Sell (Options) in May and Go Away

Many investors have heard the phrase “Sell in May and go away”. But the question is: Sell what?  Often, traders consider this trading idiom only from an equities standpoint. That is, sell stocks in May and get back in the game after the summer. The rationale for this logic is that the summer months typically see lower volumes and, therefore, lower liquidity.

There is logic to the wisdom of avoiding trading in lower-liquidity environments. But, because there is historically less trading in the summer, volatility in the equity market is lower, historically, as well. For option traders, lower volatility means opportunity.

Income trades are a family of option trades that profit in low-volatility environments. Income trades are also referred to as “option-selling strategies” because they result in a net selling of option premium—that is, usually they result in a credit to the traders account and they have the quintessential characteristic of a short option position. This characteristic is defined by positive theta – time decay is good.

Option-Selling strategies include: credit spreads, iron condors, butterflies, time spreads, covered writing, selling cash-secured puts and more. When traders expect the market to be stable, it is a prime time to put these strategies to use.

Sell in “May and go away” relates the historically successful opportunity for option traders who implement these option-selling strategies going into the summer months. Selling in May allows traders to cash in on the low volatility expected between May and September. Non-option traders who sell their equity investments and stay out of the market for the summer months miss out on potential opportunities on which clever option traders can profit.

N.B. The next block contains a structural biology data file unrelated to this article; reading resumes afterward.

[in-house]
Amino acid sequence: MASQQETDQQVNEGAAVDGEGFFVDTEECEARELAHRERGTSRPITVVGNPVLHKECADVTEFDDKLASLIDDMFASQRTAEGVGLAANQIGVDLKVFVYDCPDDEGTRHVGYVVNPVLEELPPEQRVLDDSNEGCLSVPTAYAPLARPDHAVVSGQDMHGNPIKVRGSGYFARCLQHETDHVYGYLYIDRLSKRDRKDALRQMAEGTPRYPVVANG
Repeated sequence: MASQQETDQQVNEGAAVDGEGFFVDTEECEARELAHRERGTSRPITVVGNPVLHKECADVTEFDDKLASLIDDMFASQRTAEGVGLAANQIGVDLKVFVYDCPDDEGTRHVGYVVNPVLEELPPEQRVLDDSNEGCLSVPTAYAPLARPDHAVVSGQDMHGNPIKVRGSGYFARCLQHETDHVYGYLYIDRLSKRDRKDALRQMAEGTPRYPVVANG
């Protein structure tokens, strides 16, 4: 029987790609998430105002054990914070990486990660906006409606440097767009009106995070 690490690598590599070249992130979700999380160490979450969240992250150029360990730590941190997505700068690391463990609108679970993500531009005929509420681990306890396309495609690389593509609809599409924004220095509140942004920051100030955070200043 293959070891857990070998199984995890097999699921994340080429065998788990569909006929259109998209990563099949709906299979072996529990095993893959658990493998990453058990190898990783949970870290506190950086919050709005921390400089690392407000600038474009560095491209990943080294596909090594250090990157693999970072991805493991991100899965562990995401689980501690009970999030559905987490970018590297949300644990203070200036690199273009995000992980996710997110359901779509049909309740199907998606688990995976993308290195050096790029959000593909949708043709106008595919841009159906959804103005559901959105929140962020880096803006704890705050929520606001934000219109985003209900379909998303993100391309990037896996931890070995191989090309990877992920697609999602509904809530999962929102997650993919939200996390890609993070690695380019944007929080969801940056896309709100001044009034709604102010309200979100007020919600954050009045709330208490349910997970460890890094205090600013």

2 Comments
Dan Passarelli

Dan Passarelli is an author, trader and former member of the Chicago Board Options Exchange (CBOE) and CME Group. Dan has written two books on options trading — "Trading Option Greeks" and "The Market Taker's Edge." He is also the founder and CEO of Market Taker Mentoring, Inc., a leading options education firm that provides…

  • http://twitter.com/OptionGenie OptionGenie

    Too bad lower volatility isn’t a surprise to traders and market makers, Dan. Options already price in the lower expected volatility when selling the summer months’ expiry options. I am an Income Trader and sell options. I also disagree with your statement regarding, “For option traders, lower volatility means opportunity,” for how you used it. Decreasing volatility would make more sense for your reference. An already low, or already expected lower volatility provides less opportunities for premium sellers.

  • Miltiadis

    higher volatility is an opportunity for premium selling..in a low environment everything is a 50/50 bet. Volatility always revert to the mean and the historical mean is 20 , compared to 13 implied volatility which SPX currently trading. the most idiot strategy is to sell premium at these levels,cause if there is an increase in vol would be very difficult to manage your position. Even if you sell a call in SPX is so cheap that is not worth it at all !!!